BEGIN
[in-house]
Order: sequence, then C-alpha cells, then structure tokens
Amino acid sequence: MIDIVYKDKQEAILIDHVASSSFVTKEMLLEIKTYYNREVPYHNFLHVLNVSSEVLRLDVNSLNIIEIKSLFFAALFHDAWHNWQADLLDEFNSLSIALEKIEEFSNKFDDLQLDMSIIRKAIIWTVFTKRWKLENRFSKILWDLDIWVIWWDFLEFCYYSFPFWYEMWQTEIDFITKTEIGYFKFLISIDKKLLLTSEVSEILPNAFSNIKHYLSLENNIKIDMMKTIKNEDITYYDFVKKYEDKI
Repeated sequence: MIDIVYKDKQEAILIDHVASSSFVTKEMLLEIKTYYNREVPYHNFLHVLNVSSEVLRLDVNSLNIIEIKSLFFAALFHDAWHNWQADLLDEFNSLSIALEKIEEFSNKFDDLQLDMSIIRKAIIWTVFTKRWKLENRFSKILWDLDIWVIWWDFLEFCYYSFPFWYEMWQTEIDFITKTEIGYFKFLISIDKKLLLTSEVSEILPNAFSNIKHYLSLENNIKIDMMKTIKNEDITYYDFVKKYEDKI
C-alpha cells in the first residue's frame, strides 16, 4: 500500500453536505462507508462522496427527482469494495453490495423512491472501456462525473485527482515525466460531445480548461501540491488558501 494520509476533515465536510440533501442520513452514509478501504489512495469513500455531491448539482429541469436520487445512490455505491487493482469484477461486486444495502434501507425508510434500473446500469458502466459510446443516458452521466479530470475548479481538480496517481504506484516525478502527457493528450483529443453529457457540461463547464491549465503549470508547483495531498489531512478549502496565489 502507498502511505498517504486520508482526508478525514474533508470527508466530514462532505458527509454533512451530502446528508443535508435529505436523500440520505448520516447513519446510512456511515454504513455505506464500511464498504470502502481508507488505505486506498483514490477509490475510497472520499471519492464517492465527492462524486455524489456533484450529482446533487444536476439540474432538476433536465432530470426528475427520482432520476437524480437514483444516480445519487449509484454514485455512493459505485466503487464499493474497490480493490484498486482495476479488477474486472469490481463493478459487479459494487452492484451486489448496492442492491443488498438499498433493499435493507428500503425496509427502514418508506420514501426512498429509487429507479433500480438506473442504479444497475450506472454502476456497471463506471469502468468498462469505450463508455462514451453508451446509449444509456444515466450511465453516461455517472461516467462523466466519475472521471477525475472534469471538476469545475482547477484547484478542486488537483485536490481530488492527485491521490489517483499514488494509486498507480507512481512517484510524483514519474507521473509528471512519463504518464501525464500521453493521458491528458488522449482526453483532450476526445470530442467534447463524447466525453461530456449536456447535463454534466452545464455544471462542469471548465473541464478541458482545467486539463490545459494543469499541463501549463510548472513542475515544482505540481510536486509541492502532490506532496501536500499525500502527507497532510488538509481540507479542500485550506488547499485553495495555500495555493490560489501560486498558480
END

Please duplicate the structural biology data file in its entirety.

[in-house]
Order: sequence, then C-alpha cells, then structure tokens
Amino acid sequence: MIDIVYKDKQEAILIDHVASSSFVTKEMLLEIKTYYNREVPYHNFLHVLNVSSEVLRLDVNSLNIIEIKSLFFAALFHDAWHNWQADLLDEFNSLSIALEKIEEFSNKFDDLQLDMSIIRKAIIWTVFTKRWKLENRFSKILWDLDIWVIWWDFLEFCYYSFPFWYEMWQTEIDFITKTEIGYFKFLISIDKKLLLTSEVSEILPNAFSNIKHYLSLENNIKIDMMKTIKNEDITYYDFVKKYEDKI
Repeated sequence: MIDIVYKDKQEAILIDHVASSSFVTKEMLLEIKTYYNREVPYHNFLHVLNVSSEVLRLDVNSLNIIEIKSLFFAALFHDAWHNWQADLLDEFNSLSIALEKIEEFSNKFDDLQLDMSIIRKAIIWTVFTKRWKLENRFSKILWDLDIWVIWWDFLEFCYYSFPFWYEMWQTEIDFITKTEIGYFKFLISIDKKLLLTSEVSEILPNAFSNIKHYLSLENNIKIDMMKTIKNEDITYYDFVKKYEDKI
C-alpha cells in the first residue's frame, strides 16, 4: 500500500453536505462507508462522496427527482469494495453490495423512491472501456462525473485527482515525466460531445480548461501540491488558501 494520509476533515465536510440533501442520513452514509478501504489512495469513500455531491448539482429541469436520487445512490455505491487493482469484477461486486444495502434501507425508510434500473446500469458502466459510446443516458452521466479530470475548479481538480496517481504506484516525478502527457493528450483529443453529457457540461463547464491549465503549470508547483495531498489531512478549502496565489 502507498502511505498517504486520508482526508478525514474533508470527508466530514462532505458527509454533512451530502446528508443535508435529505436523500440520505448520516447513519446510512456511515454504513455505506464500511464498504470502502481508507488505505486506498483514490477509490475510497472520499471519492464517492465527492462524486455524489456533484450529482446533487444536476439540474432538476433536465432530470426528475427520482432520476437524480437514483444516480445519487449509484454514485455512493459505485466503487464499493474497490480493490484498486482495476479488477474486472469490481463493478459487479459494487452492484451486489448496492442492491443488498438499498433493499435493507428500503425496509427502514418508506420514501426512498429509487429507479433500480438506473442504479444497475450506472454502476456497471463506471469502468468498462469505450463508455462514451453508451446509449444509456444515466450511465453516461455517472461516467462523466466519475472521471477525475472534469471538476469545475482547477484547484478542486488537483485536490481530488492527485491521490489517483499514488494509486498507480507512481512517484510524483514519474507521473509528471512519463504518464501525464500521453493521458491528458488522449482526453483532450476526445470530442467534447463524447466525453461530456449536456447535463454534466452545464455544471462542469471548465473541464478541458482545467486539463490545459494543469499541463501549463510548472513542475515544482505540481510536486509541492502532490506532496501536500499525500502527507497532510488538509481540507479542500485550506488547499485553495495555500495555493490560489501560486498558480